DANA VIGUE: When I enrolled in this course, I expected it to be a traditional one professor, large population of students sort of dynamic in a seminar style. But what I found was that we had half a dozen different professors or more over the course of the semester. And I've never been in a class in that style before. So it was a new environment for learning.
And I wasn't sure how what we learned in class day to day would be able to carry over in a cohesive way as we switched lecturers, but what I found was that a common thread was woven throughout the course of the semester, and that thread drew from diverse individuals who have expertise in diverse fields of study, and who have used that expertise in diverse ways to work and collaborate with, again, diverse groups of people throughout the world.
And I think that ended up being the central theme of the class, that the black experience, you know, this sort of overused phrase that we might hear just as colloquially is monolithic compared to the diversity of experiences that this class was able to demonstrate to each of us.
ELENA ALBERTI: Bouncing off of that, I think something that was also interesting was not only the multitude of voices in the professors, but the multitude of different voices within the student population. When we were introducing ourselves, I think most of us are different majors, and we also come from different backgrounds and different ethnicities and different sexualities and genders. And I think having such a group discussion with different professors allows you to get a lot of different perspectives, not only from the professorial side, but from the student experience and what you're experiencing here as different individuals.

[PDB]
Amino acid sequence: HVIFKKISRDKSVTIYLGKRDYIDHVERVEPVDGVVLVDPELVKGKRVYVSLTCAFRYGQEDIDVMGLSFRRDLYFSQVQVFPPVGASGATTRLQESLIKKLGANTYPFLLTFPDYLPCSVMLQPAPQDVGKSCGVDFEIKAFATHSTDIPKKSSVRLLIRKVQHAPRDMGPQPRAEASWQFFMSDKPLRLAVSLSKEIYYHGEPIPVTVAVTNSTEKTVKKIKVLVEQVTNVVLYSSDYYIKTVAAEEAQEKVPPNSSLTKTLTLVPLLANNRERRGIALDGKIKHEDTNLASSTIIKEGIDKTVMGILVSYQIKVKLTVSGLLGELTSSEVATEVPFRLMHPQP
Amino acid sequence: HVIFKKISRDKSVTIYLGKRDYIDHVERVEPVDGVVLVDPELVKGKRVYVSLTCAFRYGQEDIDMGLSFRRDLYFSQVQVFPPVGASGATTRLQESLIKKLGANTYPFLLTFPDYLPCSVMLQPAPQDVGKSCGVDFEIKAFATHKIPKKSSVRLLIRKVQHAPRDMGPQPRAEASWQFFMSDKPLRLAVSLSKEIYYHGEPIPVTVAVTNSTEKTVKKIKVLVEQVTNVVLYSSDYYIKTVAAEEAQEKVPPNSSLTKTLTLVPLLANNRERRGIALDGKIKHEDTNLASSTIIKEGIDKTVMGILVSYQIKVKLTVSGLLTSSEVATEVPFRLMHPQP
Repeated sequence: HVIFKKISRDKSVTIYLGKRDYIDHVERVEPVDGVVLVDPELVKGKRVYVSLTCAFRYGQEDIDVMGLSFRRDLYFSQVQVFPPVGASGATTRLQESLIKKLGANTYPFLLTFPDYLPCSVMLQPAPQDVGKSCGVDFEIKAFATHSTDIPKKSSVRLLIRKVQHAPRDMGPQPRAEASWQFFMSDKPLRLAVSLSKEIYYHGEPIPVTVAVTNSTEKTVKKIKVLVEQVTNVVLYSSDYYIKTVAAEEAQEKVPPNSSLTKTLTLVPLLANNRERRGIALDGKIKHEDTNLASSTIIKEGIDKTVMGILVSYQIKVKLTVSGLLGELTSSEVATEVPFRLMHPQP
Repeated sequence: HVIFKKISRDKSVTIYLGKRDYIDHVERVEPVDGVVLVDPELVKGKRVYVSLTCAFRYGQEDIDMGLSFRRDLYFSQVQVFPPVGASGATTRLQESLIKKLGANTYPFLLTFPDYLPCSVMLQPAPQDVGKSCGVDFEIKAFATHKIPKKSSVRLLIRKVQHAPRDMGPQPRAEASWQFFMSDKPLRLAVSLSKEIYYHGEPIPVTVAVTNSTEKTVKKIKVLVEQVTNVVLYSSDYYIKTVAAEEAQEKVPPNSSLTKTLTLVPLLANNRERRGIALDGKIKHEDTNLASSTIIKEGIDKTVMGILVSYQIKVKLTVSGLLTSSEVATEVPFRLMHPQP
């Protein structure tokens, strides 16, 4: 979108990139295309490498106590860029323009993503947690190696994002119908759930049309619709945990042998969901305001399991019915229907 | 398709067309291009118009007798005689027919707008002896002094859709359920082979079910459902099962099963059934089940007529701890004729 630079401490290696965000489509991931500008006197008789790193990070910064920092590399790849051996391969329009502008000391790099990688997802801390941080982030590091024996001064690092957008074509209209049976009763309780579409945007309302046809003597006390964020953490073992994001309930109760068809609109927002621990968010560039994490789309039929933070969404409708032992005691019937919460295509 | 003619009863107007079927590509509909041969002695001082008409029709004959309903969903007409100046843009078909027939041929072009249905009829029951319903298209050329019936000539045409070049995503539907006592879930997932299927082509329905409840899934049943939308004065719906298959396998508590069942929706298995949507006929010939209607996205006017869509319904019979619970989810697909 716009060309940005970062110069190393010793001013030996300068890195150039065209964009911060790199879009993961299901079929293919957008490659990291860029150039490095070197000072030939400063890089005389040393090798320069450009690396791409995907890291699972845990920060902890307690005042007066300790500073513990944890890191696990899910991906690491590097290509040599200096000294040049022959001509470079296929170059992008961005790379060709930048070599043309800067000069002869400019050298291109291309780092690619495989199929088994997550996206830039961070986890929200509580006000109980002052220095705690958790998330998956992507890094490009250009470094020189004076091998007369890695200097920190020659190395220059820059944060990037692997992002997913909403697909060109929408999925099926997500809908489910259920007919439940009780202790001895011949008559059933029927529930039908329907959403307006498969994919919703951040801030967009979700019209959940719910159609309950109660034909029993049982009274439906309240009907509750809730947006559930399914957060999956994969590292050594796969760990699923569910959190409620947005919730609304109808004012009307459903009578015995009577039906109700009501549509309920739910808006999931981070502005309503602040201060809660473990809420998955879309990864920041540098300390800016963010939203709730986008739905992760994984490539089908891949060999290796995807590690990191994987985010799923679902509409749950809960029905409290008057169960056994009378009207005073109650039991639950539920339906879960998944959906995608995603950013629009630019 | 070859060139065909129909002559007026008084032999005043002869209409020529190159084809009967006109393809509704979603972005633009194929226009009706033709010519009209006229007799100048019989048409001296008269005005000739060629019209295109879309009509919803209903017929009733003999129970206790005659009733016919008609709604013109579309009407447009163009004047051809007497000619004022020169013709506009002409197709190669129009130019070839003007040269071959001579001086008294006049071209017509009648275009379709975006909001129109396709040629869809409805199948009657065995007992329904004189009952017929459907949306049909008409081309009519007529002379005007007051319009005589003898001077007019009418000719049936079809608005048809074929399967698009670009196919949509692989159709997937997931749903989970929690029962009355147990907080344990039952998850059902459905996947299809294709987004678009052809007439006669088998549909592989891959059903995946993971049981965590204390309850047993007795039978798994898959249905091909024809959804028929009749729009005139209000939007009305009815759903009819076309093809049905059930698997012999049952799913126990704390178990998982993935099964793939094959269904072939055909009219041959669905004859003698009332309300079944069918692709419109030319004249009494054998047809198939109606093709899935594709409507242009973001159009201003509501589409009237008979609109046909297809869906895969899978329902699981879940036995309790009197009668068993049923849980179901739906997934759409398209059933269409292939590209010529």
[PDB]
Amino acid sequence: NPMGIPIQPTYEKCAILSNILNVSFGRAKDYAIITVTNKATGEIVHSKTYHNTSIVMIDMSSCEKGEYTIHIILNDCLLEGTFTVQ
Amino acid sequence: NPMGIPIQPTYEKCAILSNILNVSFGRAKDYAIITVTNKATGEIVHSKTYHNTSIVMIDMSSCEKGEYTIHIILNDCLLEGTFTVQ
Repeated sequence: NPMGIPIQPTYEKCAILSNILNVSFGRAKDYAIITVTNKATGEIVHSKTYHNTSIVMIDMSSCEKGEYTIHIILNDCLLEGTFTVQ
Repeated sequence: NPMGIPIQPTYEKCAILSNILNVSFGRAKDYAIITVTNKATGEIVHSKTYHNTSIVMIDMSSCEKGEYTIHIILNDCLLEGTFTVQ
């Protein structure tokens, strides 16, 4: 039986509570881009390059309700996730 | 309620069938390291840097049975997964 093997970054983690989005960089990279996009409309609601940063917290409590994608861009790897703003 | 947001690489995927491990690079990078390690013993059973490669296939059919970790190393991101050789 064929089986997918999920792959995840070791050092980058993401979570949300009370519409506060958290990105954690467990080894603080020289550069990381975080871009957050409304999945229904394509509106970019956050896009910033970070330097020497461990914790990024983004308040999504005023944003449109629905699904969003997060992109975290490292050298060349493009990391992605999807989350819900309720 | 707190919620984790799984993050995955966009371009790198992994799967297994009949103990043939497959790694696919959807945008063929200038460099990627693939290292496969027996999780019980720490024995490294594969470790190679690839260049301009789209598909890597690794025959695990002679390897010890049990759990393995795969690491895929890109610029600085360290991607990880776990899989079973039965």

LORRAINE WONG: Yeah, I really appreciated the different courses of everyone in the class, but also in the professors, so some of our guest lecturers were from women's and gender studies, or CMS, which is comparative media studies, writing, literature, so we had all these different perspectives, like Fox Harrell's Phantasms and the virtual reality project, to Professor Helen Elaine Lee's writing workshops, and when we had to delve deep into what our parents taught us and how we were raised, and all these things.
And I think each of them brought such important facets to the conversation that we could explore within ourselves and within the outer world, and how black matters isn't just anthropology or just history or something, but it's all of these different things, which is why it's so important to the real engagement.
COLIN GODWIN: Yeah, it was like each speaker brought a different view on emancipatory literacy to the class, and just showed us the different ways we could dissect everything we see.
ELENA ALBERTI: Also, I think hearing from the different professors also, as a sophomore, opens me up to taking more classes in different areas. I didn't realize how many actual parts go into this class, because I remember when I was looking through the class list it's like, oh yeah, this counts for CI-H, HASS-A, like everything. And I was like, why? And then you realize, with all the different professors.